The Development and Testing of a Scaling Strategy for a Community-Based Primary Care Antimicrobial Stewardship Program (PC-ASP 2)
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|ClinicalTrials.gov Identifier: NCT03517215|
Recruitment Status : Not yet recruiting
First Posted : May 7, 2018
Last Update Posted : May 7, 2018
|Condition or disease||Intervention/treatment||Phase|
|Acute Rhinosinusitis Sore Throat Acute Cystitis Acute Bronchitis||Behavioral: Enhanced CB-ASP Behavioral: Standard CB-ASP||Not Applicable|
Antimicrobial resistance is evolving globally. The latest `superbug', plasmid mediated colistin resistant E.coli (MDR-1), identified in North America highlights this. Previously, colistin was the drug of last resort that could be used for organisms resistant to all other antibiotics. Current projections are that by 2050, there will be 10 million deaths annually from antimicrobial resistant infections, and this will exceed deaths from cancer.
Antibiotic overuse is considered a main factor in promoting antimicrobial resistance. Countries with high volumes of antibiotic use have higher levels of resistant organisms. After a single antibiotic course, a person's risk of acquiring an antimicrobial resistant infection is increased. Recognizing the need for action to address this crisis, governments in the United States and Canada have issued recent policy statements calling for, among other actions, reductions in antibiotic overuse. Over 80% of antibiotics in Canada are prescribed in the community for common respiratory and other infections. Currently, this amounts to one antibiotic prescription issued for every 6 Canadians each year.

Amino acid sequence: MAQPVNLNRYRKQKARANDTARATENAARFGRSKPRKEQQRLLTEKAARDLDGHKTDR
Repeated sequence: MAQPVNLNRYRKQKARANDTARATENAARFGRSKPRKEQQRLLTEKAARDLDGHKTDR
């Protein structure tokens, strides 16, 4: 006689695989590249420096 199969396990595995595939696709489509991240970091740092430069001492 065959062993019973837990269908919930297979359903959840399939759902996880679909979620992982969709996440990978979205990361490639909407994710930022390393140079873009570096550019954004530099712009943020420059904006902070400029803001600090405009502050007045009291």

In an ongoing 2014-15 Innovation Fund grant (Community ASP-Phase 1), a team of infectious disease experts and pharmacists with hospital ASP experience, community family physicians working in primary care clinics, and researchers with expertise in community infections collaboratively developed a Community-Based Primary Care Antimicrobial Stewardship Program(CB-ASP). Preliminary results (presented below) show positive effects on key antibiotic utilization parameters. What is needed now is a strategy to `scale' this program up to similar clinics province wide. This will be necessary to achieve the reduction in the volumes of antibiotic use needed to reduce resistance. Exactly the optimal way to do this and what resources will be needed is not known. Providing the answers to these questions are the objectives of this proposal (CB-ASP -Phase 2).
Objectives - This study will seek to determine the best way for the developed CB-ASP to be successfully scaled up to other family medicine clinics, by testing strategies that are resourced with different intensities, utilizing an innovative primary care research platform.
Study Design - This study will be a 9-month cluster randomized trial over one winter of a less resource intensive and more resource intensive scaling strategy for disseminating a Community-Based Antimicrobial Stewardship Program (CB-ASP) in 6 clinics within a network (UTOPIAN) of linked primary care practices, stratified by small verses large urban center.
This study will test different levels of support (resources provided) in delivering a clinic-based, educational, community-focused ASP intervention directed at family physicians and nurse practitioners. These health professionals are licensed to prescribe antibiotics in these settings.
|Study Type :||Interventional (Clinical Trial)|
|Estimated Enrollment :||60 participants|
|Intervention Model:||Parallel Assignment|
|Masking:||None (Open Label)|
|Primary Purpose:||Supportive Care|
|Official Title:||The Development and Testing of a Scaling Strategy for a Community-based Primary Care Antimicrobial Stewardship Program Utilizing an Innovative University of Toronto Primary Care Testing Platform: the UTOPIAN Practice Based Research Network|